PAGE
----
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Corydalis (ko-RID-uh-lis)

Common Name:  Corydalis

Light:  - Part shade to full shade

Soil:  Rich, well-drained

Moisture:  Average

Blooms:  Early to mid summer

Zones:  3 - 7

Looking for Corydalis plants? Check plant availability at Hallson Gardens by visiting our Corydalis catalog page


Corydalis 'Blackberry Wine'

Corydalis lutea

Corydalis Description and Cultural Information

Corydalis cheilanthifolia, ferny corydalis. 12". This corydalis has foliage resembling a delicate leafed fern. Bright yellow flowers appear in the spring. Plants come back readily from seed. Zones 5 - 6.

Corydalis elata, blue corydalis. 16". This upright corydalis has fragrant, cobalt blue flowers in May and June. Unlike C. flexuosa it does not go dormant in summer. Zone 4 - 8.

Corydalis flexuosa, blue corydalis. 12". Blue corydalis is a wonderful plant, as long as it is happy where it is growing. Plants often go dormant in the summer. Flower colors range from blue to purple with names like 'Blue Panda', 'Blue Dragon', and 'China Blue'. Zones 5 - 7.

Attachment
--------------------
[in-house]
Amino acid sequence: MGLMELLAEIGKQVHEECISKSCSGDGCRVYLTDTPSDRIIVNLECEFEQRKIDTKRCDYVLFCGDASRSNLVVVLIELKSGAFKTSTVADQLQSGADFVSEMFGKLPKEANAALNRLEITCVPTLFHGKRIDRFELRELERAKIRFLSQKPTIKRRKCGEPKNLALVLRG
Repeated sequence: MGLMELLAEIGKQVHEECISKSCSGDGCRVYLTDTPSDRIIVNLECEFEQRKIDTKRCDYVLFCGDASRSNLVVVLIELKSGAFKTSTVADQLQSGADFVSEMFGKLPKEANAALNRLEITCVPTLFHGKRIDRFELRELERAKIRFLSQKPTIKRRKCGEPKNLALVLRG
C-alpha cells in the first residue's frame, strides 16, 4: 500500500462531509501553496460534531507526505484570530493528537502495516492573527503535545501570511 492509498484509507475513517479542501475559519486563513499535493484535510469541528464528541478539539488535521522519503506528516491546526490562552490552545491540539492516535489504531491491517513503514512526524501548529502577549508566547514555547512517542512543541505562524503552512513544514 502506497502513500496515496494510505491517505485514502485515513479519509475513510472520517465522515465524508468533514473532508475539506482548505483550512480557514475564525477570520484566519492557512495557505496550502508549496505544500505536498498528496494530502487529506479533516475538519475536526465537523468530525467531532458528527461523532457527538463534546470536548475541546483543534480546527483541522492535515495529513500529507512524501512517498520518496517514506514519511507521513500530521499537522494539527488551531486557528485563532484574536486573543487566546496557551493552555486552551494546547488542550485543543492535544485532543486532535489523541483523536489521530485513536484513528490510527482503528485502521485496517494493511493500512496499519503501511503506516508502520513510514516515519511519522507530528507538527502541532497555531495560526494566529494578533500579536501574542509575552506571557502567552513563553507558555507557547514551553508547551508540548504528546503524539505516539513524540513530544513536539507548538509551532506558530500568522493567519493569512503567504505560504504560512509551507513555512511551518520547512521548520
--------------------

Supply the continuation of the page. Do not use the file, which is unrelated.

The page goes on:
Corydalis lutea, common corydalis. 12". This is the most common corydalis. It has lacy foliage and bright yellow flowers in early summer. 'Alba' is a white version. Zones 3 - 7.

Corydalis scouleri, purple corydalis. 20". This corydalis is a wide spreading plant in cool, moisture retentive soil. It has purplish flowers above finely divided, lacy leaves. 'Blackberry Wine' is a selection with nice purple flowers from spring to frost and 'Berry Exciting' is a yellow leaf form of 'Blackberry Wine'. Zones 6 - 8.

How to Grow:  Corydalis are very rewarding plants if grown under the proper conditions. They prefer cool temperatures and fertile, very well-drained soil in part sun. They are best suited for the Midwest and the West Coast so long as the winters aren't too severe. Some corydalis are prolific self seeders, especially Corydalis lutea. Corydalis elata is a slowly creeping plant that prefers rich, moist soil for best growth. Corydalis 'Blackberry Wine' is a vigorous grower and has shown considerable heat and drought tolerance making it a potential candidate for Southern gardens but it is only hardy to zone 6.

Landscape uses:  Corydalis is a wonderful spring and summer shade plant. Combine it with spring bulbs and perennials such as Tiarella, Dicentra, and Mertensia, or with hostas and ferns. Corydlias lutea is an excellent spreader from self-sown seedings and works great as a groundcover in dry shade.

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